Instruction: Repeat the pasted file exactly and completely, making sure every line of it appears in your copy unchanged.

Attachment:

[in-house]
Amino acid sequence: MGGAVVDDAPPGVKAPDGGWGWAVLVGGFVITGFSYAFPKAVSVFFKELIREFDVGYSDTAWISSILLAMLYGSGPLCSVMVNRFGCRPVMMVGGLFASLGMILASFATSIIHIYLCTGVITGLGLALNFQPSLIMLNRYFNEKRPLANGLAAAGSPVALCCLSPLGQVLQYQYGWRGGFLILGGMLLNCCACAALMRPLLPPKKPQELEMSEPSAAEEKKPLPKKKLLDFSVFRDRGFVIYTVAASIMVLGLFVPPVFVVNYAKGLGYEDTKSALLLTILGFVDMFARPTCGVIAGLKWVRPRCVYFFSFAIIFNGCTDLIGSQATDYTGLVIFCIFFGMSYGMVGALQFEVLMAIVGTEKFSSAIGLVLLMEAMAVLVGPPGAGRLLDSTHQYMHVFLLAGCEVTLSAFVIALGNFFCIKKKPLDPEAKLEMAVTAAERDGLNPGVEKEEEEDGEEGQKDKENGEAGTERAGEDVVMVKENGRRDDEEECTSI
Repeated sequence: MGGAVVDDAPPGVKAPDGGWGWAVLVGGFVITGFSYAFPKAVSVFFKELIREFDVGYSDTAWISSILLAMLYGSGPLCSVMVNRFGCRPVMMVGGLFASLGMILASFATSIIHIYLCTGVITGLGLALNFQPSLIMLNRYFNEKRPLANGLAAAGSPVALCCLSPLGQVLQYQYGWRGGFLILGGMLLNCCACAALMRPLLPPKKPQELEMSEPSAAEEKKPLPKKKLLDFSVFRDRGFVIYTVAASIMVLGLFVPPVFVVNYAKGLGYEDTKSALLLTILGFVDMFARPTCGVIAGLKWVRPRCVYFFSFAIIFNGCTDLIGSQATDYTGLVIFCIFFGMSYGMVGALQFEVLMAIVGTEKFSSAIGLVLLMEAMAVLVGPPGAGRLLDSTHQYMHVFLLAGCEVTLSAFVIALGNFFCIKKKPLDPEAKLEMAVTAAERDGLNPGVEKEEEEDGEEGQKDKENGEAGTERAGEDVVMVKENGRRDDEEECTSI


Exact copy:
[in-house]
Amino acid sequence: MGGAVVDDAPPGVKAPDGGWGWAVLVGGFVITGFSYAFPKAVSVFFKELIREFDVGYSDTAWISSILLAMLYGSGPLCSVMVNRFGCRPVMMVGGLFASLGMILASFATSIIHIYLCTGVITGLGLALNFQPSLIMLNRYFNEKRPLANGLAAAGSPVALCCLSPLGQVLQYQYGWRGGFLILGGMLLNCCACAALMRPLLPPKKPQELEMSEPSAAEEKKPLPKKKLLDFSVFRDRGFVIYTVAASIMVLGLFVPPVFVVNYAKGLGYEDTKSALLLTILGFVDMFARPTCGVIAGLKWVRPRCVYFFSFAIIFNGCTDLIGSQATDYTGLVIFCIFFGMSYGMVGALQFEVLMAIVGTEKFSSAIGLVLLMEAMAVLVGPPGAGRLLDSTHQYMHVFLLAGCEVTLSAFVIALGNFFCIKKKPLDPEAKLEMAVTAAERDGLNPGVEKEEEEDGEEGQKDKENGEAGTERAGEDVVMVKENGRRDDEEECTSI
Repeated sequence: MGGAVVDDAPPGVKAPDGGWGWAVLVGGFVITGFSYAFPKAVSVFFKELIREFDVGYSDTAWISSILLAMLYGSGPLCSVMVNRFGCRPVMMVGGLFASLGMILASFATSIIHIYLCTGVITGLGLALNFQPSLIMLNRYFNEKRPLANGLAAAGSPVALCCLSPLGQVLQYQYGWRGGFLILGGMLLNCCACAALMRPLLPPKKPQELEMSEPSAAEEKKPLPKKKLLDFSVFRDRGFVIYTVAASIMVLGLFVPPVFVVNYAKGLGYEDTKSALLLTILGFVDMFARPTCGVIAGLKWVRPRCVYFFSFAIIFNGCTDLIGSQATDYTGLVIFCIFFGMSYGMVGALQFEVLMAIVGTEKFSSAIGLVLLMEAMAVLVGPPGAGRLLDSTHQYMHVFLLAGCEVTLSAFVIALGNFFCIKKKPLDPEAKLEMAVTAAERDGLNPGVEKEEEEDGEEGQKDKENGEAGTERAGEDVVMVKENGRRDDEEECTSI